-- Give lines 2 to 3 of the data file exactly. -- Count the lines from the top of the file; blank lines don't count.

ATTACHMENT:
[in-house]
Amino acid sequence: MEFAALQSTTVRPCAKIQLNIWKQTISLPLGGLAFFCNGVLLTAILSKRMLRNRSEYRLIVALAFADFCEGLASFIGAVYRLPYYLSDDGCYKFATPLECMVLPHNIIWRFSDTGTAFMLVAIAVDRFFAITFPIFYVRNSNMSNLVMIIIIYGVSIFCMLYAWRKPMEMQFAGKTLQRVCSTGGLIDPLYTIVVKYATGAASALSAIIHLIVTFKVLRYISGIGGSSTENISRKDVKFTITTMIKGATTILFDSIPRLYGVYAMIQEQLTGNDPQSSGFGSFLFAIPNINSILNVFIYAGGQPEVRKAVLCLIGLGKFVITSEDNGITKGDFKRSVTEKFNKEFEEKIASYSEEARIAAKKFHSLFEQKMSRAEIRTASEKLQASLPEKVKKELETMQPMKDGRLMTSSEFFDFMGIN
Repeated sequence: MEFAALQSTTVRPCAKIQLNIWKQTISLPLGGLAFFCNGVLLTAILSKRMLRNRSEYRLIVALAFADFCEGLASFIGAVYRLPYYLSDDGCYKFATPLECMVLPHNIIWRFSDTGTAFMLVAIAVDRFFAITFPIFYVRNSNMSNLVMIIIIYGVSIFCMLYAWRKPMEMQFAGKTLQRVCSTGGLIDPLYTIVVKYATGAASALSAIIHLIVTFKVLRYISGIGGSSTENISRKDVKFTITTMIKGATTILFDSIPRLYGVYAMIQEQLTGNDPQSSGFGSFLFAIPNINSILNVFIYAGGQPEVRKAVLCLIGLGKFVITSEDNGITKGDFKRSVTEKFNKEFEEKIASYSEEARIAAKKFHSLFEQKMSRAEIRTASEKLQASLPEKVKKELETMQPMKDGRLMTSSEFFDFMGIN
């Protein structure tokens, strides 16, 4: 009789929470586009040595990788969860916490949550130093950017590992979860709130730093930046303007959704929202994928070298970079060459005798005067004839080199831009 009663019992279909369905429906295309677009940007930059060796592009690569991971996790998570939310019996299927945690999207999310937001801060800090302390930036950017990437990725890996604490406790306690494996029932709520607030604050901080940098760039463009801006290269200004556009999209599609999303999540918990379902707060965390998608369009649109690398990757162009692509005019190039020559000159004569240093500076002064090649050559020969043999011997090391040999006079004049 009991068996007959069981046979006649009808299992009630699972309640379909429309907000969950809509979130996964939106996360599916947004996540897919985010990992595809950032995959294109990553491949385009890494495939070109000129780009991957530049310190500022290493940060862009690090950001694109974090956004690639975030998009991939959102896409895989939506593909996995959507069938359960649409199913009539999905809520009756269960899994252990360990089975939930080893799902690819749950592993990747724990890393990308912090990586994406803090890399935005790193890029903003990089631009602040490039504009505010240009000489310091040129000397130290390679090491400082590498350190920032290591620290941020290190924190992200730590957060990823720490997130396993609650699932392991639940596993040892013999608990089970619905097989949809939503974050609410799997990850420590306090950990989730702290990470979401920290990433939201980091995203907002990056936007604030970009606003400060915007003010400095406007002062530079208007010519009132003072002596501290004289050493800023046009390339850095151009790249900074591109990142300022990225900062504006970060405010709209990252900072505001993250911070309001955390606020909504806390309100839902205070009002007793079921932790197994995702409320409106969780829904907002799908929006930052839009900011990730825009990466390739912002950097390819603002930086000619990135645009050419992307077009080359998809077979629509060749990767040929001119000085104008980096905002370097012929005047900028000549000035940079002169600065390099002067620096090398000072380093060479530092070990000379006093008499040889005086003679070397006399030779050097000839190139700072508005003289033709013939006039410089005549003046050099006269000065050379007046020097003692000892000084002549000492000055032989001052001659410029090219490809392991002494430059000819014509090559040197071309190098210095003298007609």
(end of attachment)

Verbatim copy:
Amino acid sequence: MEFAALQSTTVRPCAKIQLNIWKQTISLPLGGLAFFCNGVLLTAILSKRMLRNRSEYRLIVALAFADFCEGLASFIGAVYRLPYYLSDDGCYKFATPLECMVLPHNIIWRFSDTGTAFMLVAIAVDRFFAITFPIFYVRNSNMSNLVMIIIIYGVSIFCMLYAWRKPMEMQFAGKTLQRVCSTGGLIDPLYTIVVKYATGAASALSAIIHLIVTFKVLRYISGIGGSSTENISRKDVKFTITTMIKGATTILFDSIPRLYGVYAMIQEQLTGNDPQSSGFGSFLFAIPNINSILNVFIYAGGQPEVRKAVLCLIGLGKFVITSEDNGITKGDFKRSVTEKFNKEFEEKIASYSEEARIAAKKFHSLFEQKMSRAEIRTASEKLQASLPEKVKKELETMQPMKDGRLMTSSEFFDFMGIN
Repeated sequence: MEFAALQSTTVRPCAKIQLNIWKQTISLPLGGLAFFCNGVLLTAILSKRMLRNRSEYRLIVALAFADFCEGLASFIGAVYRLPYYLSDDGCYKFATPLECMVLPHNIIWRFSDTGTAFMLVAIAVDRFFAITFPIFYVRNSNMSNLVMIIIIYGVSIFCMLYAWRKPMEMQFAGKTLQRVCSTGGLIDPLYTIVVKYATGAASALSAIIHLIVTFKVLRYISGIGGSSTENISRKDVKFTITTMIKGATTILFDSIPRLYGVYAMIQEQLTGNDPQSSGFGSFLFAIPNINSILNVFIYAGGQPEVRKAVLCLIGLGKFVITSEDNGITKGDFKRSVTEKFNKEFEEKIASYSEEARIAAKKFHSLFEQKMSRAEIRTASEKLQASLPEKVKKELETMQPMKDGRLMTSSEFFDFMGIN